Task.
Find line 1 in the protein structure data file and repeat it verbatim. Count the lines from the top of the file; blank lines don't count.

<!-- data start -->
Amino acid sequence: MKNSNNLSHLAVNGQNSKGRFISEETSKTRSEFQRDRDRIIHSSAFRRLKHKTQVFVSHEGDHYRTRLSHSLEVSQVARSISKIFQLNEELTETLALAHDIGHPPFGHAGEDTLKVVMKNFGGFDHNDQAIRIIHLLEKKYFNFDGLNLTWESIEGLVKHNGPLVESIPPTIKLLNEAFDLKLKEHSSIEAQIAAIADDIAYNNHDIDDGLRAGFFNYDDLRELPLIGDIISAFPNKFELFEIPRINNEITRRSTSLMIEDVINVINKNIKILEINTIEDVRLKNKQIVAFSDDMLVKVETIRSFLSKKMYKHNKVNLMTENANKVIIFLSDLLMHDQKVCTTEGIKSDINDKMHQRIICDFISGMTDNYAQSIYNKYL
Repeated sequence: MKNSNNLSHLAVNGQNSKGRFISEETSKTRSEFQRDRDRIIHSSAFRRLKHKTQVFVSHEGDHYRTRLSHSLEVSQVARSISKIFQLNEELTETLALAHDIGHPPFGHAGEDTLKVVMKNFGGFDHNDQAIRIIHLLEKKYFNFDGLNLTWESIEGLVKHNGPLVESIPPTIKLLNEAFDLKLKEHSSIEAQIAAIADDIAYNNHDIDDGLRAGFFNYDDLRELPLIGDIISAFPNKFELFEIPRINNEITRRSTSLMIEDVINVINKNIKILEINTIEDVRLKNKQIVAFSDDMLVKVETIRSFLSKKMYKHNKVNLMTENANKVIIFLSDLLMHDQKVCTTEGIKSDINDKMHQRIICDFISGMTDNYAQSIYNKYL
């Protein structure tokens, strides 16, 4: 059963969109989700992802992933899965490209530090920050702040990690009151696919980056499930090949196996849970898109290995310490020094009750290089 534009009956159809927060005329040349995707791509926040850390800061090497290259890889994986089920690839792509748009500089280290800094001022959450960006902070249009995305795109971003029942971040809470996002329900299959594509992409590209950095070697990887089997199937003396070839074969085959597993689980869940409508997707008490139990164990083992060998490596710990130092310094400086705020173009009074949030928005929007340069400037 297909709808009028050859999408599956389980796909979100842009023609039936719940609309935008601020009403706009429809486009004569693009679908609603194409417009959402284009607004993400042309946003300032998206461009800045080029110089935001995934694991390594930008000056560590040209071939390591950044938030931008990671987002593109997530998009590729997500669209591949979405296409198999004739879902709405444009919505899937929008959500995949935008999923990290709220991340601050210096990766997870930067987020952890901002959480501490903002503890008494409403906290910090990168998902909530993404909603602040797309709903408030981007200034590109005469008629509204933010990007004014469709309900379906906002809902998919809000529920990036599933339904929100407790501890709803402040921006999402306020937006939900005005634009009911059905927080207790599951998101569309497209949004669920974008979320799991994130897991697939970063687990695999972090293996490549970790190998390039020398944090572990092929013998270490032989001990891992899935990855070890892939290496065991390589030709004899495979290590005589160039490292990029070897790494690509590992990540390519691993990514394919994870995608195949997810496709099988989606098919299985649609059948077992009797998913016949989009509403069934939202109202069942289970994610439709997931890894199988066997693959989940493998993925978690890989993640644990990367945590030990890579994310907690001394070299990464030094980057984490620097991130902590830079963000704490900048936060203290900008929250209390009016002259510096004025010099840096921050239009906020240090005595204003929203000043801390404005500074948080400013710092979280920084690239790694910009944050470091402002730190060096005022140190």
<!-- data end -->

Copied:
Amino acid sequence: MKNSNNLSHLAVNGQNSKGRFISEETSKTRSEFQRDRDRIIHSSAFRRLKHKTQVFVSHEGDHYRTRLSHSLEVSQVARSISKIFQLNEELTETLALAHDIGHPPFGHAGEDTLKVVMKNFGGFDHNDQAIRIIHLLEKKYFNFDGLNLTWESIEGLVKHNGPLVESIPPTIKLLNEAFDLKLKEHSSIEAQIAAIADDIAYNNHDIDDGLRAGFFNYDDLRELPLIGDIISAFPNKFELFEIPRINNEITRRSTSLMIEDVINVINKNIKILEINTIEDVRLKNKQIVAFSDDMLVKVETIRSFLSKKMYKHNKVNLMTENANKVIIFLSDLLMHDQKVCTTEGIKSDINDKMHQRIICDFISGMTDNYAQSIYNKYL